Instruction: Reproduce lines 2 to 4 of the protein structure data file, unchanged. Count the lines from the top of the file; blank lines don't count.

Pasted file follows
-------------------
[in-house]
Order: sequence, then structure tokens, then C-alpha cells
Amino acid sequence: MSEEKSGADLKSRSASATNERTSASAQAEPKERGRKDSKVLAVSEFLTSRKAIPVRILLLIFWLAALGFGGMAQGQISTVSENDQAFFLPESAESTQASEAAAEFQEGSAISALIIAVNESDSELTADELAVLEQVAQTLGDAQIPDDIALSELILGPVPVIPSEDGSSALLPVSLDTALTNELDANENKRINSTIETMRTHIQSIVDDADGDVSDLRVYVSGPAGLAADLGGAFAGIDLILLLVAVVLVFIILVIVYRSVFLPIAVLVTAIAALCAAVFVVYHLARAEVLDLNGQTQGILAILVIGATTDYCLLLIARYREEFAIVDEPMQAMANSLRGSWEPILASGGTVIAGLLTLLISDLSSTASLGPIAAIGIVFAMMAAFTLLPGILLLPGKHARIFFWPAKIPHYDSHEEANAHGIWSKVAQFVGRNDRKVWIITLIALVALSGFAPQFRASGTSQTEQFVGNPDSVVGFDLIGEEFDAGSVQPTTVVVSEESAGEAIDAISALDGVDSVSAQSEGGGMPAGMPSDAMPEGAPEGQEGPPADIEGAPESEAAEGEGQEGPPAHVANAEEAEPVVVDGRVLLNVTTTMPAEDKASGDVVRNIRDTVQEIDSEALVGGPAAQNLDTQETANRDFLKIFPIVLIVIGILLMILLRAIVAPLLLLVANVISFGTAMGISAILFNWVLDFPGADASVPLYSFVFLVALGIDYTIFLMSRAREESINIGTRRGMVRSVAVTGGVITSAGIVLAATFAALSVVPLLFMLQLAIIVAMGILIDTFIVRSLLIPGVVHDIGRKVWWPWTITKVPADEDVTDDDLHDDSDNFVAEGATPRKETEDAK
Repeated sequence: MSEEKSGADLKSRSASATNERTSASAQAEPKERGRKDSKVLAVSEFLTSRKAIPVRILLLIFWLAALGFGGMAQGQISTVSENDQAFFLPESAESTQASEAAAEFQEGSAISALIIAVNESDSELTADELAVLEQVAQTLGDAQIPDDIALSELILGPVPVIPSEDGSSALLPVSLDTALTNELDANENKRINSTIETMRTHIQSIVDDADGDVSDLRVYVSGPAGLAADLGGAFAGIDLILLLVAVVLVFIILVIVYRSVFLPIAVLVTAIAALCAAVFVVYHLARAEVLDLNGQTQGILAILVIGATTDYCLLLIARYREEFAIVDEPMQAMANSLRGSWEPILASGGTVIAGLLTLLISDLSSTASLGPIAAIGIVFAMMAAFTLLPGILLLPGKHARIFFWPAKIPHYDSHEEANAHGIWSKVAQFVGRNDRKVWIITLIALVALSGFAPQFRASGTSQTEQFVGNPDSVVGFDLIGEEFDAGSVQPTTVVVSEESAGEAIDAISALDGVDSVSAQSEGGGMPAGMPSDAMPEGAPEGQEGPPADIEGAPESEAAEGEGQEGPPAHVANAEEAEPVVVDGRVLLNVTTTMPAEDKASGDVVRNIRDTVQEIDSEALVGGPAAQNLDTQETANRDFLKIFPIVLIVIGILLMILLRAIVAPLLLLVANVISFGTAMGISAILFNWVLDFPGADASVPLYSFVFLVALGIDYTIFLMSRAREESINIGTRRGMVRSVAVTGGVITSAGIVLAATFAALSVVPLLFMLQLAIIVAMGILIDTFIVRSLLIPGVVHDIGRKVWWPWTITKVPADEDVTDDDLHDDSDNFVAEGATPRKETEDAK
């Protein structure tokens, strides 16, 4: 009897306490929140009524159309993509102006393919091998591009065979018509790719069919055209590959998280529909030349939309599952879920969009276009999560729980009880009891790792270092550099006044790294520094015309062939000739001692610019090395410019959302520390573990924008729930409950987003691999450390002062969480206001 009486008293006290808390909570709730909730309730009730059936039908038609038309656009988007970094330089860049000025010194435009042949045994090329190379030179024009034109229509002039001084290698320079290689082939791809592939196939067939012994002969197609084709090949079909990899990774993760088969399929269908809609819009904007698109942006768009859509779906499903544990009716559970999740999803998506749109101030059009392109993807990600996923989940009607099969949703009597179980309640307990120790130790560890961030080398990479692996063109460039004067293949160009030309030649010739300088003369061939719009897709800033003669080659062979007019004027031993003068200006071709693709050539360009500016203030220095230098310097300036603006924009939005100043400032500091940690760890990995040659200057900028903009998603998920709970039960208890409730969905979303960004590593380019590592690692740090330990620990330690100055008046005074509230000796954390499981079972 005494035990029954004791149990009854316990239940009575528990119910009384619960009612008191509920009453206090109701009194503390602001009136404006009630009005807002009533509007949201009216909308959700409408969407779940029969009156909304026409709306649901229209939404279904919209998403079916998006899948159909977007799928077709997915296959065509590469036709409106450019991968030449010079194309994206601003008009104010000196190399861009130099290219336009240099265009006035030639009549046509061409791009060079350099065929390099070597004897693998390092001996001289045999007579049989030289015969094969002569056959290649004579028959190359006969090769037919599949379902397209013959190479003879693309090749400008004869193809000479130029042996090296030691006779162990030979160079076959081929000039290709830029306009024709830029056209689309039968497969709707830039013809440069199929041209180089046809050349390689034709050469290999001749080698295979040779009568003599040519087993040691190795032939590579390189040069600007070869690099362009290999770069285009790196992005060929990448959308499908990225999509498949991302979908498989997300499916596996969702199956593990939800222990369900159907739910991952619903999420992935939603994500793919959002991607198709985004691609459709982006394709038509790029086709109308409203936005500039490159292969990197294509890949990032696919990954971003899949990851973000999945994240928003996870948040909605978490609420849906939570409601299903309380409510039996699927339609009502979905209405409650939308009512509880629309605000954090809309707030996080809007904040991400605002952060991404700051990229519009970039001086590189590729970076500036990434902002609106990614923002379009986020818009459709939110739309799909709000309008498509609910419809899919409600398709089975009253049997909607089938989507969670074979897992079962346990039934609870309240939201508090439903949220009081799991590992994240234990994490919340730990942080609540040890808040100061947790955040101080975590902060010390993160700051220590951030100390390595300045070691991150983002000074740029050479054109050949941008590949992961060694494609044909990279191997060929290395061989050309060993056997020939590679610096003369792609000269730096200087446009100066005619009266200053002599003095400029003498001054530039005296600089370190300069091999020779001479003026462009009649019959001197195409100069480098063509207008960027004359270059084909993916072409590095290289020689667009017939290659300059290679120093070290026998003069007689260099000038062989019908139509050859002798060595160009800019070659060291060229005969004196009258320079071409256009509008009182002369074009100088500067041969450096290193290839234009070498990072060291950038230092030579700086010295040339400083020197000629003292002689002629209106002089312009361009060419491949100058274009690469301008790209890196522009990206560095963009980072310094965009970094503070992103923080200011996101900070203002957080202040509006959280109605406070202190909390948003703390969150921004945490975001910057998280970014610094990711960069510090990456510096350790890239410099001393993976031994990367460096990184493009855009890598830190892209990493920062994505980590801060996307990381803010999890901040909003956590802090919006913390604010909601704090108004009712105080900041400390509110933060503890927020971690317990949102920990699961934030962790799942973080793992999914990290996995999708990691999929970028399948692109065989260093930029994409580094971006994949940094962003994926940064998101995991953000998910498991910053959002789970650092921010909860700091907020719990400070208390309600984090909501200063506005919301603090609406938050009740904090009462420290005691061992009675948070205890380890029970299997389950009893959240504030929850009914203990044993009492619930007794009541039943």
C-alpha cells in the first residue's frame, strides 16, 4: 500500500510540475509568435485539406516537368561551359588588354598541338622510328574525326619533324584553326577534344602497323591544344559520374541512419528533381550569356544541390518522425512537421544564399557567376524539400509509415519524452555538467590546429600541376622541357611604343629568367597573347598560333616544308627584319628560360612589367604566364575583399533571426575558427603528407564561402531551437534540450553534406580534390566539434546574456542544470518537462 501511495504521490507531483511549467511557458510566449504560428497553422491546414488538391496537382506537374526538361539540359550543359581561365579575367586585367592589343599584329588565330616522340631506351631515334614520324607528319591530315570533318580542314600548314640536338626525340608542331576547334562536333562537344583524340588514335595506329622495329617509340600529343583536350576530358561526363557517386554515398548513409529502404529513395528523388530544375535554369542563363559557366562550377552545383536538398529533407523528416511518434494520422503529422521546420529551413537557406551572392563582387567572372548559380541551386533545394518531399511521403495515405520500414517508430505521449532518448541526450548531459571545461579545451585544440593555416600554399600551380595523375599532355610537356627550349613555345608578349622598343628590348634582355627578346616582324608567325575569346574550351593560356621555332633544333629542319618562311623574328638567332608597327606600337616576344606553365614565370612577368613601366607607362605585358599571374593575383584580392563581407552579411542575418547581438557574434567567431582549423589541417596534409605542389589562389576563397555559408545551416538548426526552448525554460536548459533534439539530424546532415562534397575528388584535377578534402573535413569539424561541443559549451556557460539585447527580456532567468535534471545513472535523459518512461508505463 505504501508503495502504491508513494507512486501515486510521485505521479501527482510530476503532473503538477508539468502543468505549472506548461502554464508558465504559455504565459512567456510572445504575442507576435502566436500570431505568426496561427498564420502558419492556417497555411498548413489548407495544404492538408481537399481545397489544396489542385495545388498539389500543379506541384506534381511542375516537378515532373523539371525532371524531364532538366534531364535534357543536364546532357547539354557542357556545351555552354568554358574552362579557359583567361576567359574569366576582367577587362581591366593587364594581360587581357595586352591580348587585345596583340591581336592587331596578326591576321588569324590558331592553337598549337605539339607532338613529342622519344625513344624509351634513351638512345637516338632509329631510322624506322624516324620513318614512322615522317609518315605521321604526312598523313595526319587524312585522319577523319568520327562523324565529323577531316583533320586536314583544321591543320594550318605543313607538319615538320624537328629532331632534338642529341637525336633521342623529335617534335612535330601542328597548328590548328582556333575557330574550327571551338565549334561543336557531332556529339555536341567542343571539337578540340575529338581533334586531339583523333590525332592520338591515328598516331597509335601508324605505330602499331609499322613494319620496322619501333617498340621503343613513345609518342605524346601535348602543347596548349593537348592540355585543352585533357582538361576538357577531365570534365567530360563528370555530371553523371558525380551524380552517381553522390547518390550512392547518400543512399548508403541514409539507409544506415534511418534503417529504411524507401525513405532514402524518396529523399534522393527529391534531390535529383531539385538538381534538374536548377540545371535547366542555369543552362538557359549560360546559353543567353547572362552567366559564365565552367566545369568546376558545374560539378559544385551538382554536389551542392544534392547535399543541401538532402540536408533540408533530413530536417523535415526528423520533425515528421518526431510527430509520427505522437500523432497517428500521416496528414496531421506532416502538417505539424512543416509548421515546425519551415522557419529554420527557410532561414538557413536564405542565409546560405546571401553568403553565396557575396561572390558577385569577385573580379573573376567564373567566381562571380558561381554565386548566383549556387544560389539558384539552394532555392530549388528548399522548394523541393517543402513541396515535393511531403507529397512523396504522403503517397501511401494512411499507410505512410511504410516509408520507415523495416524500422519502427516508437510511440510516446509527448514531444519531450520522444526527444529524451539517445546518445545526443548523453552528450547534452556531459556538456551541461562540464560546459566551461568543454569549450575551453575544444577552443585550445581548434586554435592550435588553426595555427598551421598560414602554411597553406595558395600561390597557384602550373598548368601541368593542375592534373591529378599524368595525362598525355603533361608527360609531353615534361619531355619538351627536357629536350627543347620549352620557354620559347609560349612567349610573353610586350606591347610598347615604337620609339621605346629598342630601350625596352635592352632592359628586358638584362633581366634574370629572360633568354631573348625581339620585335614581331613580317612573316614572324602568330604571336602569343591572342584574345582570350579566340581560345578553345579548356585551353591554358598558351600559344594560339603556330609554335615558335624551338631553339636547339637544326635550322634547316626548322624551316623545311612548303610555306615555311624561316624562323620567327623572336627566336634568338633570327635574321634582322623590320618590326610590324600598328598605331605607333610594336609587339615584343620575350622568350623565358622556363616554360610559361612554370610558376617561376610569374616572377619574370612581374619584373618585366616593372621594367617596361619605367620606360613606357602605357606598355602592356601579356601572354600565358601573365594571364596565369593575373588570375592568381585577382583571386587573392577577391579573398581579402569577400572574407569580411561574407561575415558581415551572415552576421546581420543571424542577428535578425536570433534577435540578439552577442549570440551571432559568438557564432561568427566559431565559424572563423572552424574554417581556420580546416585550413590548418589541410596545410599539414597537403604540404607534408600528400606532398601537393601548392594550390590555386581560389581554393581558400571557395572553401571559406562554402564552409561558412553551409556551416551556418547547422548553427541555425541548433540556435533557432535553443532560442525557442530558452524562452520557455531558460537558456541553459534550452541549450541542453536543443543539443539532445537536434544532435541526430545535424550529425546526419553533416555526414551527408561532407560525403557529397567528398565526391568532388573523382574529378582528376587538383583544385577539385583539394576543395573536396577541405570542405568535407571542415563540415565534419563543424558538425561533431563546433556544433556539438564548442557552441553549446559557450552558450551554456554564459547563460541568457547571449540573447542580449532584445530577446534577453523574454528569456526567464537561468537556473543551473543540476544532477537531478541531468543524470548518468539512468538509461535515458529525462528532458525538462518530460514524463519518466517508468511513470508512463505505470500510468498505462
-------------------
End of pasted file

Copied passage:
Order: sequence, then structure tokens, then C-alpha cells
Amino acid sequence: MSEEKSGADLKSRSASATNERTSASAQAEPKERGRKDSKVLAVSEFLTSRKAIPVRILLLIFWLAALGFGGMAQGQISTVSENDQAFFLPESAESTQASEAAAEFQEGSAISALIIAVNESDSELTADELAVLEQVAQTLGDAQIPDDIALSELILGPVPVIPSEDGSSALLPVSLDTALTNELDANENKRINSTIETMRTHIQSIVDDADGDVSDLRVYVSGPAGLAADLGGAFAGIDLILLLVAVVLVFIILVIVYRSVFLPIAVLVTAIAALCAAVFVVYHLARAEVLDLNGQTQGILAILVIGATTDYCLLLIARYREEFAIVDEPMQAMANSLRGSWEPILASGGTVIAGLLTLLISDLSSTASLGPIAAIGIVFAMMAAFTLLPGILLLPGKHARIFFWPAKIPHYDSHEEANAHGIWSKVAQFVGRNDRKVWIITLIALVALSGFAPQFRASGTSQTEQFVGNPDSVVGFDLIGEEFDAGSVQPTTVVVSEESAGEAIDAISALDGVDSVSAQSEGGGMPAGMPSDAMPEGAPEGQEGPPADIEGAPESEAAEGEGQEGPPAHVANAEEAEPVVVDGRVLLNVTTTMPAEDKASGDVVRNIRDTVQEIDSEALVGGPAAQNLDTQETANRDFLKIFPIVLIVIGILLMILLRAIVAPLLLLVANVISFGTAMGISAILFNWVLDFPGADASVPLYSFVFLVALGIDYTIFLMSRAREESINIGTRRGMVRSVAVTGGVITSAGIVLAATFAALSVVPLLFMLQLAIIVAMGILIDTFIVRSLLIPGVVHDIGRKVWWPWTITKVPADEDVTDDDLHDDSDNFVAEGATPRKETEDAK
Repeated sequence: MSEEKSGADLKSRSASATNERTSASAQAEPKERGRKDSKVLAVSEFLTSRKAIPVRILLLIFWLAALGFGGMAQGQISTVSENDQAFFLPESAESTQASEAAAEFQEGSAISALIIAVNESDSELTADELAVLEQVAQTLGDAQIPDDIALSELILGPVPVIPSEDGSSALLPVSLDTALTNELDANENKRINSTIETMRTHIQSIVDDADGDVSDLRVYVSGPAGLAADLGGAFAGIDLILLLVAVVLVFIILVIVYRSVFLPIAVLVTAIAALCAAVFVVYHLARAEVLDLNGQTQGILAILVIGATTDYCLLLIARYREEFAIVDEPMQAMANSLRGSWEPILASGGTVIAGLLTLLISDLSSTASLGPIAAIGIVFAMMAAFTLLPGILLLPGKHARIFFWPAKIPHYDSHEEANAHGIWSKVAQFVGRNDRKVWIITLIALVALSGFAPQFRASGTSQTEQFVGNPDSVVGFDLIGEEFDAGSVQPTTVVVSEESAGEAIDAISALDGVDSVSAQSEGGGMPAGMPSDAMPEGAPEGQEGPPADIEGAPESEAAEGEGQEGPPAHVANAEEAEPVVVDGRVLLNVTTTMPAEDKASGDVVRNIRDTVQEIDSEALVGGPAAQNLDTQETANRDFLKIFPIVLIVIGILLMILLRAIVAPLLLLVANVISFGTAMGISAILFNWVLDFPGADASVPLYSFVFLVALGIDYTIFLMSRAREESINIGTRRGMVRSVAVTGGVITSAGIVLAATFAALSVVPLLFMLQLAIIVAMGILIDTFIVRSLLIPGVVHDIGRKVWWPWTITKVPADEDVTDDDLHDDSDNFVAEGATPRKETEDAK